allow all of those intense flavors to develop and mature.
Two-row Harrington, Metcalfe, and Copeland pale malts, and
Caramel 60 are used to obtain that gorgeous mahogany color and intense
flavor. The malt character is
balanced with a subtle piney, citrus hop note from the Tettnang Tettnanger and
Hallertau Mittelfrueh Noble hops.
Flavor: Strong malt and caramel character; very smooth, full
bodied, low to medium bitterness
Color: Deep mahogany, 40 SRM
Original Gravity: 23.0° Plato
Alcohol by Vol / Wt: 9.5%ABV - 7.3%ABW
Calories/12 oz.: 323
Malt Varieties: Samuel Adams two-row pale malt blend and
Hop Varieties: Tettnang Tettnanger and Hallertau Mittelfrueh
Yeast Strain: Samuel Adams lager yeast
Availability: Year round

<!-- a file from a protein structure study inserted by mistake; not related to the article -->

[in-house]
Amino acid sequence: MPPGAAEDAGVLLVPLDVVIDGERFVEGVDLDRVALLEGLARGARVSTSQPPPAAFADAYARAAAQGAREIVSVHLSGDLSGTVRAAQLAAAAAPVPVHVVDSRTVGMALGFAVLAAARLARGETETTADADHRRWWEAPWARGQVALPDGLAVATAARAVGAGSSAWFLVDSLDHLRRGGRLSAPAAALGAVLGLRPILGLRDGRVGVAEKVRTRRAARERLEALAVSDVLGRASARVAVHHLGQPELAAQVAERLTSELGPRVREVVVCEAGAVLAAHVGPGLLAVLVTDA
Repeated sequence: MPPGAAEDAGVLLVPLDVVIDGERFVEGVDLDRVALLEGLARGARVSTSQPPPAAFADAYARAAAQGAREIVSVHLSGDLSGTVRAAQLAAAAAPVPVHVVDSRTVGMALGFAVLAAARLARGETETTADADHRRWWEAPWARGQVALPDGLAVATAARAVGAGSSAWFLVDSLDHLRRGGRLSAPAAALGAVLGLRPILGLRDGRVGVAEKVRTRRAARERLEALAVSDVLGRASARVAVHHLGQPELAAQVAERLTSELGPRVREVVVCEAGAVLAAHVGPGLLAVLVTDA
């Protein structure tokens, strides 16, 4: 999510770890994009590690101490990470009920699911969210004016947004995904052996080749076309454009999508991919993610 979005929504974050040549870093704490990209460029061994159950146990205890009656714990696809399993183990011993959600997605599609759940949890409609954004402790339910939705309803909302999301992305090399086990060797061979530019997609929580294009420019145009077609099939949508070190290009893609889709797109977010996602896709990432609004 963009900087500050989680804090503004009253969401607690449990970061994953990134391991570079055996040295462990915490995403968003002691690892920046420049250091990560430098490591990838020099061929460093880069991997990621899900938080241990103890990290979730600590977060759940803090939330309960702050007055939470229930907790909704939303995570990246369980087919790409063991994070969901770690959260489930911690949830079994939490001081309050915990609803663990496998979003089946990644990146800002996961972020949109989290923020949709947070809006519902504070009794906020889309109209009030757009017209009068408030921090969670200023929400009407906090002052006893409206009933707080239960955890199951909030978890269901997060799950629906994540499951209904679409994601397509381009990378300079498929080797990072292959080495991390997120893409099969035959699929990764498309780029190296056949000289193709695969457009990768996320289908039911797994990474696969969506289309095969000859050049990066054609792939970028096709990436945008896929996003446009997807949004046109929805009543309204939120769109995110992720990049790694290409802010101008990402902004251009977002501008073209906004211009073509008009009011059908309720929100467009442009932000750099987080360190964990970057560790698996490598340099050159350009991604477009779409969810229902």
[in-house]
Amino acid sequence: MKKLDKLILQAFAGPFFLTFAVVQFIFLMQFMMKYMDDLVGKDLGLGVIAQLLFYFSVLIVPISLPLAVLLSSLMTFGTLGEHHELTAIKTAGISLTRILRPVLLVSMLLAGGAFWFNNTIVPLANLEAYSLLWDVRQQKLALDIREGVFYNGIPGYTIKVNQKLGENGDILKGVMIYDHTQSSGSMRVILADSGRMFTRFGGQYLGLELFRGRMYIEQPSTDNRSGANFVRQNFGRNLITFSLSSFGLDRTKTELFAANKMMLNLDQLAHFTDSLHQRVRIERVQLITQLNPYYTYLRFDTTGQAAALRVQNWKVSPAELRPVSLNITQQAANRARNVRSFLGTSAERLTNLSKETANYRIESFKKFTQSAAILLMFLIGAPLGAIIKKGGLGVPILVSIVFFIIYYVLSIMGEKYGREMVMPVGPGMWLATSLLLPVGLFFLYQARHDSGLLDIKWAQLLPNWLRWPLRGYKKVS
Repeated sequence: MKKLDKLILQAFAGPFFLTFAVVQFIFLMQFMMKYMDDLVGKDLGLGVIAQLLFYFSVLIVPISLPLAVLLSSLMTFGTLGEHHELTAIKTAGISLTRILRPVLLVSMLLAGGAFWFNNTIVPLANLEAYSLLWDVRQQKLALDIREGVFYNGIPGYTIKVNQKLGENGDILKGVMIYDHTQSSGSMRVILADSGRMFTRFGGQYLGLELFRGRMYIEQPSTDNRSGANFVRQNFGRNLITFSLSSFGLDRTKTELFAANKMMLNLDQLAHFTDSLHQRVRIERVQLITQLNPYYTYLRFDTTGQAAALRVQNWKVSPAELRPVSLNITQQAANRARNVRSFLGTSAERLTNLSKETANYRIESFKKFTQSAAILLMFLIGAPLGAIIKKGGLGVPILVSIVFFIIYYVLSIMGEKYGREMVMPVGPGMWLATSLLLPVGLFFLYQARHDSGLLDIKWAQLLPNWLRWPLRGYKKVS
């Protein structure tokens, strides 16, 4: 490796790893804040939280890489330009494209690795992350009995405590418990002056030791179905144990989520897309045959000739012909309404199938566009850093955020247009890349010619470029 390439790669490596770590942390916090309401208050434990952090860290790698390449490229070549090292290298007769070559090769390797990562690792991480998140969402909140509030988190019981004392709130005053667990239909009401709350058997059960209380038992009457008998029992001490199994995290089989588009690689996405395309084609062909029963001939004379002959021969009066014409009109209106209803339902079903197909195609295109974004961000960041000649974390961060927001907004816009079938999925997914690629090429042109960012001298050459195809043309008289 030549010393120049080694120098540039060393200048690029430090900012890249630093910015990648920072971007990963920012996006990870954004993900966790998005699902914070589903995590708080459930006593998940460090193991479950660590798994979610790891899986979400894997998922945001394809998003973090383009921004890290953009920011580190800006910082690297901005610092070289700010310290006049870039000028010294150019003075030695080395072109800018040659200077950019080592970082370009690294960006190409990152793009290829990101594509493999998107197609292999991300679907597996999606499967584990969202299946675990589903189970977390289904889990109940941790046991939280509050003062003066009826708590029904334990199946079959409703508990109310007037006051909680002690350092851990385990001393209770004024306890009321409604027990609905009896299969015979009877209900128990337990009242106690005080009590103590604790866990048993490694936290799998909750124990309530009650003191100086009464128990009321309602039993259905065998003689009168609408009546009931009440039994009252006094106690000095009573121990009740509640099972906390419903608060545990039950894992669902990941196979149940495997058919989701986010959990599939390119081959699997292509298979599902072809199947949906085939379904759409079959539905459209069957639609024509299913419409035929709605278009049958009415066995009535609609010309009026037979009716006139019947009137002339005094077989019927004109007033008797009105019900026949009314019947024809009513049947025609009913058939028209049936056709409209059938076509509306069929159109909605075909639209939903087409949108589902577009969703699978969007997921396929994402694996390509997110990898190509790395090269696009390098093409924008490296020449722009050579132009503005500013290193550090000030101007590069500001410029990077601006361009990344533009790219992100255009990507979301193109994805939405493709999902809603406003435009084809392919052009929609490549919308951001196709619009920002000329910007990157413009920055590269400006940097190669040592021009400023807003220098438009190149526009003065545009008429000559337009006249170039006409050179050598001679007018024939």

First Brewed: 1988
The Boston Beer Company
For the first 35 years of his life, Jim Koch's family
history and his future career lay in the attic of his parent's house. Jim's
father Charles Koch, a fifth generation brewer, had left the business but kept
the old family beer archives upstairs in an old trunk. The recipes hadn't been
used since the Louis Koch brewery closed during Prohibition and when American
tastes went away from full flavored beers.
Jim left for college believing that for the first time in
150 years the eldest Koch son would turn his back on beer. After college and
graduate school Jim began a promising career in management consulting. Even
though he followed that path for several years, he always kept an eye on the
beer business. In 1984 his instincts told him it was time to make his move;
people were starting to crave something different in their beer.
In 1984, the American landscape was vastly different from
what it is today. The only options for domestic beer were pale lagers from the